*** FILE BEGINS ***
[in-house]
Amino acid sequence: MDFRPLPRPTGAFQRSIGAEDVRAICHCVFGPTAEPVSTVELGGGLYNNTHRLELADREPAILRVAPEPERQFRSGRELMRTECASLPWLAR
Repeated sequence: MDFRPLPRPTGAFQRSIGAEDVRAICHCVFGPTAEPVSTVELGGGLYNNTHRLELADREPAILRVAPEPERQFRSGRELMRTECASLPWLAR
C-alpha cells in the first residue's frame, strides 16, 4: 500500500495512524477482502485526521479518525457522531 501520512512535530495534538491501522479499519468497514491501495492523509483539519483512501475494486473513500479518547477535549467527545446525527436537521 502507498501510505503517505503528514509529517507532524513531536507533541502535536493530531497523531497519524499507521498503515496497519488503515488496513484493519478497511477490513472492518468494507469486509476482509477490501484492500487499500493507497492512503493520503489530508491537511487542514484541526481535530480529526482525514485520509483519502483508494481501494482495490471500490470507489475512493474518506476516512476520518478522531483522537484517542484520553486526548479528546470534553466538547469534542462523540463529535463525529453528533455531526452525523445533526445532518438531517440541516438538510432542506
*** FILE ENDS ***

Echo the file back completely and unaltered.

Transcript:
[in-house]
Amino acid sequence: MDFRPLPRPTGAFQRSIGAEDVRAICHCVFGPTAEPVSTVELGGGLYNNTHRLELADREPAILRVAPEPERQFRSGRELMRTECASLPWLAR
Repeated sequence: MDFRPLPRPTGAFQRSIGAEDVRAICHCVFGPTAEPVSTVELGGGLYNNTHRLELADREPAILRVAPEPERQFRSGRELMRTECASLPWLAR
C-alpha cells in the first residue's frame, strides 16, 4: 500500500495512524477482502485526521479518525457522531 501520512512535530495534538491501522479499519468497514491501495492523509483539519483512501475494486473513500479518547477535549467527545446525527436537521 502507498501510505503517505503528514509529517507532524513531536507533541502535536493530531497523531497519524499507521498503515496497519488503515488496513484493519478497511477490513472492518468494507469486509476482509477490501484492500487499500493507497492512503493520503489530508491537511487542514484541526481535530480529526482525514485520509483519502483508494481501494482495490471500490470507489475512493474518506476516512476520518478522531483522537484517542484520553486526548479528546470534553466538547469534542462523540463529535463525529453528533455531526452525523445533526445532518438531517440541516438538510432542506